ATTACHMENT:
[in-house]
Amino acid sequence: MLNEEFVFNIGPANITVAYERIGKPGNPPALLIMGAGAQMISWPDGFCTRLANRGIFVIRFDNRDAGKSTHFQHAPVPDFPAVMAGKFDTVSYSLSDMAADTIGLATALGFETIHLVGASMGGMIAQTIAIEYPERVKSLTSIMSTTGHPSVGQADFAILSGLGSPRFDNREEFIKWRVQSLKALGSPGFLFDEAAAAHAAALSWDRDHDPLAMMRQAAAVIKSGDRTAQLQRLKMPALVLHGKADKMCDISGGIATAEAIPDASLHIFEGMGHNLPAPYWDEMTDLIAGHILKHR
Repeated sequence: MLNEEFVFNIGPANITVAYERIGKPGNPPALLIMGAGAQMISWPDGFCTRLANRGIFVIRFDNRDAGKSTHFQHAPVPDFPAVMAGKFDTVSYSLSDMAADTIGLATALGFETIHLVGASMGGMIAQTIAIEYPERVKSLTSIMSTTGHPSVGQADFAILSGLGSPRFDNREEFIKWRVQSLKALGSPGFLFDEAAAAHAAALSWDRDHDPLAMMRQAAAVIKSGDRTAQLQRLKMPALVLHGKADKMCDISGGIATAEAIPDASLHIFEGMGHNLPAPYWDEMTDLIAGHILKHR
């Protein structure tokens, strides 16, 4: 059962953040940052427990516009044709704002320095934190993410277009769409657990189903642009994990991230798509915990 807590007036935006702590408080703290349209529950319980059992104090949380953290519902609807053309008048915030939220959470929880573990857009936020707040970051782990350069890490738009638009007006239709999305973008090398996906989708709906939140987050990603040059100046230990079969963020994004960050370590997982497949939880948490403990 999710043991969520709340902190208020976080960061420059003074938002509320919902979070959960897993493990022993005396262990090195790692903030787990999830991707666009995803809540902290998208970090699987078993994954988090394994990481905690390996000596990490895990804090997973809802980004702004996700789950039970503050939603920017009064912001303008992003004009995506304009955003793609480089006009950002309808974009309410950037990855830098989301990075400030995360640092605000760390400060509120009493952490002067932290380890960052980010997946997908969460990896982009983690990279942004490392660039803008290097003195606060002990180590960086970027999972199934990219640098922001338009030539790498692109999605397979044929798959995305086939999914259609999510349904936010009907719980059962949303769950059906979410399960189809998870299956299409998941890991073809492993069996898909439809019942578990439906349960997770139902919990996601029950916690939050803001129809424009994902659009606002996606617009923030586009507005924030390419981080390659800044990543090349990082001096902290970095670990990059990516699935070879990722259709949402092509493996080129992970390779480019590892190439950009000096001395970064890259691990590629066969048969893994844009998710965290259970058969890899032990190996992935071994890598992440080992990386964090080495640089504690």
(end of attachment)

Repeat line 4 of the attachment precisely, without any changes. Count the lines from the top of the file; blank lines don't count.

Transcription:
């Protein structure tokens, strides 16, 4: 059962953040940052427990516009044709704002320095934190993410277009769409657990189903642009994990991230798509915990 807590007036935006702590408080703290349209529950319980059992104090949380953290519902609807053309008048915030939220959470929880573990857009936020707040970051782990350069890490738009638009007006239709999305973008090398996906989708709906939140987050990603040059100046230990079969963020994004960050370590997982497949939880948490403990 999710043991969520709340902190208020976080960061420059003074938002509320919902979070959960897993493990022993005396262990090195790692903030787990999830991707666009995803809540902290998208970090699987078993994954988090394994990481905690390996000596990490895990804090997973809802980004702004996700789950039970503050939603920017009064912001303008992003004009995506304009955003793609480089006009950002309808974009309410950037990855830098989301990075400030995360640092605000760390400060509120009493952490002067932290380890960052980010997946997908969460990896982009983690990279942004490392660039803008290097003195606060002990180590960086970027999972199934990219640098922001338009030539790498692109999605397979044929798959995305086939999914259609999510349904936010009907719980059962949303769950059906979410399960189809998870299956299409998941890991073809492993069996898909439809019942578990439906349960997770139902919990996601029950916690939050803001129809424009994902659009606002996606617009923030586009507005924030390419981080390659800044990543090349990082001096902290970095670990990059990516699935070879990722259709949402092509493996080129992970390779480019590892190439950009000096001395970064890259691990590629066969048969893994844009998710965290259970058969890899032990190996992935071994890598992440080992990386964090080495640089504690």